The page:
Phelps Junior High’s Cory Turnmire

Cory, in the “Glenville” shirt

We are proud to be the first publication to detail the athletic prowess and achievements of many middle school football players across the Commonwealth of Kentucky. I haven’t told too many people this story but KPGFootball wouldn’t exist if I could have gotten the local Sports Editor, at a newspaper in my area, to write a story about some area middle school players whom had been selected to play for Team Kentucky in the Tennessee-Kentucky Future Stars’ Classic which was being played in Bowling Green, Kentucky that particular summer. I was coaching middle school football that year and four of my players, and three from the middle school across town, had been selected to either the 7th or 8th grade Team Kentucky that summer. I contacted the Sports Editor with this information which I believed was a news story within the community’s interest to discover. That professional journalist perfunctorily informed me his periodical didn’t report on middle school sports. The next morning I opened the sports section to see a headline, replete with picture, about some Country Club swimmers doing well at some swim meet. So Country Club swimming is a reportable event and middle school football isn’t? Well, I decided then and there I would never ask a newspaper to cover something again I was imminently better able to just cover myself and KPGFootball was born.

Now, I am not indicting the local journalists in and around the Phelps, Kentucky area as I have no idea whether they would cover the Mountain All-State Combine performance of Cory Turnmire, Class of 2023, who is entering the 8th grade at Phelps Junior High. Since this is right across the middle of what I cover, I don’t intend to make any inquiries. I can tell you that Cory Turnmire was awarded Top Honors at the combine for his performance as an 8th grade RB because his feats of speed, agility, power, explosion, and quickness are newsworthy to us. Cory is listed as a running back and he ran a 40 yard dash in 5.3 seconds. This is an upper level 40 time for an 8th grade running back, particularly where he has just finished the 7th grade. That time will only go down as he lengthens, gains in strength, and matures. His pro-agility (5-10-5) time of 4.71 seconds shows a spacial quickness which will lend itself to the shake and bake ability to make tacklers miss him in space. His L-cone drill, completed in 8.5 seconds, is an elite time for an athlete his age as anything south of 9 seconds is considered upper-level, change of direction, quickness and speed for a middle school athlete.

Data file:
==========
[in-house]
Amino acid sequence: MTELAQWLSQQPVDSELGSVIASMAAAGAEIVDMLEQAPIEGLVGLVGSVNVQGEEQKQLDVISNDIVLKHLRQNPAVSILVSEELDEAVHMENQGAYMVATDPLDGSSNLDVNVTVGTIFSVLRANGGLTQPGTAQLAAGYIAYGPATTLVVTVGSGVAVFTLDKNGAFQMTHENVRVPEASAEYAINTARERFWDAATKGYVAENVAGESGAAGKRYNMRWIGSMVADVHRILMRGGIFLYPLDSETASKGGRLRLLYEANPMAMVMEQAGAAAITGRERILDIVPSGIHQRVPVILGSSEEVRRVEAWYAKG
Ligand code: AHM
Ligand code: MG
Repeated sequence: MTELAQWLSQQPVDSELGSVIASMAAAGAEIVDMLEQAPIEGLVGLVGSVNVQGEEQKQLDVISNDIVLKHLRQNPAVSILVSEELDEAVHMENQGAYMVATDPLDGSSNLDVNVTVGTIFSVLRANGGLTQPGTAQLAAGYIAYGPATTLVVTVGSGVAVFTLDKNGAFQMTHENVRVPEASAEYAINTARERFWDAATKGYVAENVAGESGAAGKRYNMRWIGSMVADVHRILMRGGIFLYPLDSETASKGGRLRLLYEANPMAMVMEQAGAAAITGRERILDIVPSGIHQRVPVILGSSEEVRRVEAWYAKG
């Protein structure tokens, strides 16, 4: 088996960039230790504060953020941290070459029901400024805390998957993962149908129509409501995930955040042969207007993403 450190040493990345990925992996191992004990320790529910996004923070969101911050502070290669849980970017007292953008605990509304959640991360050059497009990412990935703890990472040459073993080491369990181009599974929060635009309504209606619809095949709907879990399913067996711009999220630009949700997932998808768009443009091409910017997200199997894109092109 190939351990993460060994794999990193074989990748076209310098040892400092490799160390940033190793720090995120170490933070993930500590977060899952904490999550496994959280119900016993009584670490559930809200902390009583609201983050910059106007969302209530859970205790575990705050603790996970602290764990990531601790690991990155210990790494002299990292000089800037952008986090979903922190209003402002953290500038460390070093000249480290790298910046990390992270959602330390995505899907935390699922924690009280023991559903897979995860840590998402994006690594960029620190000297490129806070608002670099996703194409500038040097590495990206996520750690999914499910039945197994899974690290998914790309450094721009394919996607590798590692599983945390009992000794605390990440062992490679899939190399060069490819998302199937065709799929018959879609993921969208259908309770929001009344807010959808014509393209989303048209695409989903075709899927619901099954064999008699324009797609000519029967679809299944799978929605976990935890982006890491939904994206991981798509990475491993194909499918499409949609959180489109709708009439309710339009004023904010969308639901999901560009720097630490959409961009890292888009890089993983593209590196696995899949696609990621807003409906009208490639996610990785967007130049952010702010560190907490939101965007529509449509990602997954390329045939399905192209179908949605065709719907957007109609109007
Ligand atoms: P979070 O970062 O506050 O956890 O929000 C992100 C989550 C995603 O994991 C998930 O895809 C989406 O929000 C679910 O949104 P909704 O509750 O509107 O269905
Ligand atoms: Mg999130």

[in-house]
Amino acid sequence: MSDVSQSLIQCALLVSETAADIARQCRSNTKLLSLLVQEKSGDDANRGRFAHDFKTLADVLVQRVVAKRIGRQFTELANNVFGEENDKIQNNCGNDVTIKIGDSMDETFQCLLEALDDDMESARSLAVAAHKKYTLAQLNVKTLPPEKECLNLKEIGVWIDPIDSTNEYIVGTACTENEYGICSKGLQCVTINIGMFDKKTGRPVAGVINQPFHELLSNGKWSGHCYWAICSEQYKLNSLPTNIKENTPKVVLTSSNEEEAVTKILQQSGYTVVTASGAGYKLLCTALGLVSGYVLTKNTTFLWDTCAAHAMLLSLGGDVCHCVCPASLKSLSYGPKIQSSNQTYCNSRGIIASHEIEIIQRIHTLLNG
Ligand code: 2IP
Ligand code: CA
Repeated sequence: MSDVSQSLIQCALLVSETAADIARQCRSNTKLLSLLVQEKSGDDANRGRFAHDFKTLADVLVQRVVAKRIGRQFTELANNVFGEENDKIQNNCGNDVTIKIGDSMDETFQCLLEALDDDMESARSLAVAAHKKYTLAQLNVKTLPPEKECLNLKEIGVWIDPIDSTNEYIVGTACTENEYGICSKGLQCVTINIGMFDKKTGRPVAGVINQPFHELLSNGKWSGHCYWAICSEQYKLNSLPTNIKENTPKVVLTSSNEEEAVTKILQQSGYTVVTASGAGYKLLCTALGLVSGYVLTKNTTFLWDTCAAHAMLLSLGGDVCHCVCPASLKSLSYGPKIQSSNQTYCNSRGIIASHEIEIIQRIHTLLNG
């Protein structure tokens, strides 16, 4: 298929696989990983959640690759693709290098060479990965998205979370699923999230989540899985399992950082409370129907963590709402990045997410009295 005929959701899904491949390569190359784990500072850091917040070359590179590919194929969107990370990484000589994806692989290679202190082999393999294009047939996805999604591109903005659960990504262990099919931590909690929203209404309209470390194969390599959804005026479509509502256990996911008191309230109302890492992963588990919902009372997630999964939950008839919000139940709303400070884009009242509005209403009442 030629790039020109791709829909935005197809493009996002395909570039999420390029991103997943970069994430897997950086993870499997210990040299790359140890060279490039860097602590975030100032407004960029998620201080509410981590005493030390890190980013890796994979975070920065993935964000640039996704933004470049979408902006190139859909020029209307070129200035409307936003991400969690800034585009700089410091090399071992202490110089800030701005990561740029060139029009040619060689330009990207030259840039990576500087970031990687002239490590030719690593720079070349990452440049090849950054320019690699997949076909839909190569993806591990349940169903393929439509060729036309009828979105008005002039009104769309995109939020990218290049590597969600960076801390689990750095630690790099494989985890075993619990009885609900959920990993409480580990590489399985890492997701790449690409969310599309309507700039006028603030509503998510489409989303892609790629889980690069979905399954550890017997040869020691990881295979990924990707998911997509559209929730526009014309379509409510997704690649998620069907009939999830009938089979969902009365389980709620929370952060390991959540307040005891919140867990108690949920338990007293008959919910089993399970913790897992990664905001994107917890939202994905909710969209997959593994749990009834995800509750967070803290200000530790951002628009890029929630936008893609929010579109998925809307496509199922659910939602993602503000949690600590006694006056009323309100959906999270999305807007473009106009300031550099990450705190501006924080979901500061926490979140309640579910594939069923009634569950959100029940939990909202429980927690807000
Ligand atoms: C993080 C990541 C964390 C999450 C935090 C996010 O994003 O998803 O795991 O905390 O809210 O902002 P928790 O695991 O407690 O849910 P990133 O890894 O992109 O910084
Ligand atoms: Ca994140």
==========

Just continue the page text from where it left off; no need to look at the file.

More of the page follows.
Not all middle school athletes, particularly the ones entering the 8th grade as opposed to summering before entering the 9th grade, are comfortable doing weighted bench presses which is why we gave middle school players the option of body-weight pushups over a thirty second time frame. Turnmire did 35 pushups over the 30 second time frame which is considered above average upper body strength at his stage of development. Cory is a kid whom has planted himself squarely in the discussion for Middle School All-State football honors provided he takes care of business on the field this next Fall at Phelps Junior High School as we expect he will. This is a name to follow going forward, and we have every intention of doing just that.

This is Fletcher Long, reporting for KPGFootball reminding you to PLAY THROUGH THE WHISTLE!

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About Fletcher Long 1534 Articles
Two-time winner of Kentucky Press Association awards for excellence in writing and reporting news stories while Managing Editor of the Jackson (KY) Times-Voice

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